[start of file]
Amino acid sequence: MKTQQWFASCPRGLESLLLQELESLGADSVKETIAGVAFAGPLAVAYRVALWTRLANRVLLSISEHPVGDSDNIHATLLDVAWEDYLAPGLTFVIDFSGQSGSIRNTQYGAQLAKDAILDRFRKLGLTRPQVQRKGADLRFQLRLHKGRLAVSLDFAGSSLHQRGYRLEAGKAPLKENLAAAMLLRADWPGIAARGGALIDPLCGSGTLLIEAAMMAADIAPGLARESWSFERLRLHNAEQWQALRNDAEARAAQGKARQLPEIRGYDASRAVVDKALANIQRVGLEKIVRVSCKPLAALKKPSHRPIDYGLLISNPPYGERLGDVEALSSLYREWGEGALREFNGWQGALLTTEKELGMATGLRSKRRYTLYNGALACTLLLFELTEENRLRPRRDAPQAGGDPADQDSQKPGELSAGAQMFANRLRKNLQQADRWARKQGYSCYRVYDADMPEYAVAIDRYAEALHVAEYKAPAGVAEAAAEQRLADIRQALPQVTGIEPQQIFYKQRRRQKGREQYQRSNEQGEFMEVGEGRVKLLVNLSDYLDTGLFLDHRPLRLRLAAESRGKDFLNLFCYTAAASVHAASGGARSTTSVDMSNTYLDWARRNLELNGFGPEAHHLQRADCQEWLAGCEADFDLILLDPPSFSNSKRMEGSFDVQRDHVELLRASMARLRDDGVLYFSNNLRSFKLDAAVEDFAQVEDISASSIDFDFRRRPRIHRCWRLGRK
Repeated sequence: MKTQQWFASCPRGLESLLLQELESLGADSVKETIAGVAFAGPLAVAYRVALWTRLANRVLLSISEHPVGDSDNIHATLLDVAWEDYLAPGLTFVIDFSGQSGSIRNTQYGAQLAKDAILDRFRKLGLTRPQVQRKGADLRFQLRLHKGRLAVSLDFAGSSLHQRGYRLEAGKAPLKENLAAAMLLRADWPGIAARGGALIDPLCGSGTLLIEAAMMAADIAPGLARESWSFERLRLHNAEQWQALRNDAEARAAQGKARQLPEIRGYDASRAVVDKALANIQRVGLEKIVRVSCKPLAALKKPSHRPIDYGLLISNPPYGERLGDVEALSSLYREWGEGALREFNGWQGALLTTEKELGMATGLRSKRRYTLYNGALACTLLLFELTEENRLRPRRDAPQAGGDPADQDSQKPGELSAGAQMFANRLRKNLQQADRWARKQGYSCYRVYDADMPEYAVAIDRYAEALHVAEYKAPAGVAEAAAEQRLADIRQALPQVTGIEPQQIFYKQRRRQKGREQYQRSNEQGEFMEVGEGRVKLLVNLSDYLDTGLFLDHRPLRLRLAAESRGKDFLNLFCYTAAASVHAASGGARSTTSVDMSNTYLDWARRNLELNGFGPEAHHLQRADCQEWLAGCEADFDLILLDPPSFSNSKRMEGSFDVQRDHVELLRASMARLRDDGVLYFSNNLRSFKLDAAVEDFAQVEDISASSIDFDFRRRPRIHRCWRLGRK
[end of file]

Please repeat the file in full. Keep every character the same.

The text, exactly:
Amino acid sequence: MKTQQWFASCPRGLESLLLQELESLGADSVKETIAGVAFAGPLAVAYRVALWTRLANRVLLSISEHPVGDSDNIHATLLDVAWEDYLAPGLTFVIDFSGQSGSIRNTQYGAQLAKDAILDRFRKLGLTRPQVQRKGADLRFQLRLHKGRLAVSLDFAGSSLHQRGYRLEAGKAPLKENLAAAMLLRADWPGIAARGGALIDPLCGSGTLLIEAAMMAADIAPGLARESWSFERLRLHNAEQWQALRNDAEARAAQGKARQLPEIRGYDASRAVVDKALANIQRVGLEKIVRVSCKPLAALKKPSHRPIDYGLLISNPPYGERLGDVEALSSLYREWGEGALREFNGWQGALLTTEKELGMATGLRSKRRYTLYNGALACTLLLFELTEENRLRPRRDAPQAGGDPADQDSQKPGELSAGAQMFANRLRKNLQQADRWARKQGYSCYRVYDADMPEYAVAIDRYAEALHVAEYKAPAGVAEAAAEQRLADIRQALPQVTGIEPQQIFYKQRRRQKGREQYQRSNEQGEFMEVGEGRVKLLVNLSDYLDTGLFLDHRPLRLRLAAESRGKDFLNLFCYTAAASVHAASGGARSTTSVDMSNTYLDWARRNLELNGFGPEAHHLQRADCQEWLAGCEADFDLILLDPPSFSNSKRMEGSFDVQRDHVELLRASMARLRDDGVLYFSNNLRSFKLDAAVEDFAQVEDISASSIDFDFRRRPRIHRCWRLGRK
Repeated sequence: MKTQQWFASCPRGLESLLLQELESLGADSVKETIAGVAFAGPLAVAYRVALWTRLANRVLLSISEHPVGDSDNIHATLLDVAWEDYLAPGLTFVIDFSGQSGSIRNTQYGAQLAKDAILDRFRKLGLTRPQVQRKGADLRFQLRLHKGRLAVSLDFAGSSLHQRGYRLEAGKAPLKENLAAAMLLRADWPGIAARGGALIDPLCGSGTLLIEAAMMAADIAPGLARESWSFERLRLHNAEQWQALRNDAEARAAQGKARQLPEIRGYDASRAVVDKALANIQRVGLEKIVRVSCKPLAALKKPSHRPIDYGLLISNPPYGERLGDVEALSSLYREWGEGALREFNGWQGALLTTEKELGMATGLRSKRRYTLYNGALACTLLLFELTEENRLRPRRDAPQAGGDPADQDSQKPGELSAGAQMFANRLRKNLQQADRWARKQGYSCYRVYDADMPEYAVAIDRYAEALHVAEYKAPAGVAEAAAEQRLADIRQALPQVTGIEPQQIFYKQRRRQKGREQYQRSNEQGEFMEVGEGRVKLLVNLSDYLDTGLFLDHRPLRLRLAAESRGKDFLNLFCYTAAASVHAASGGARSTTSVDMSNTYLDWARRNLELNGFGPEAHHLQRADCQEWLAGCEADFDLILLDPPSFSNSKRMEGSFDVQRDHVELLRASMARLRDDGVLYFSNNLRSFKLDAAVEDFAQVEDISASSIDFDFRRRPRIHRCWRLGRK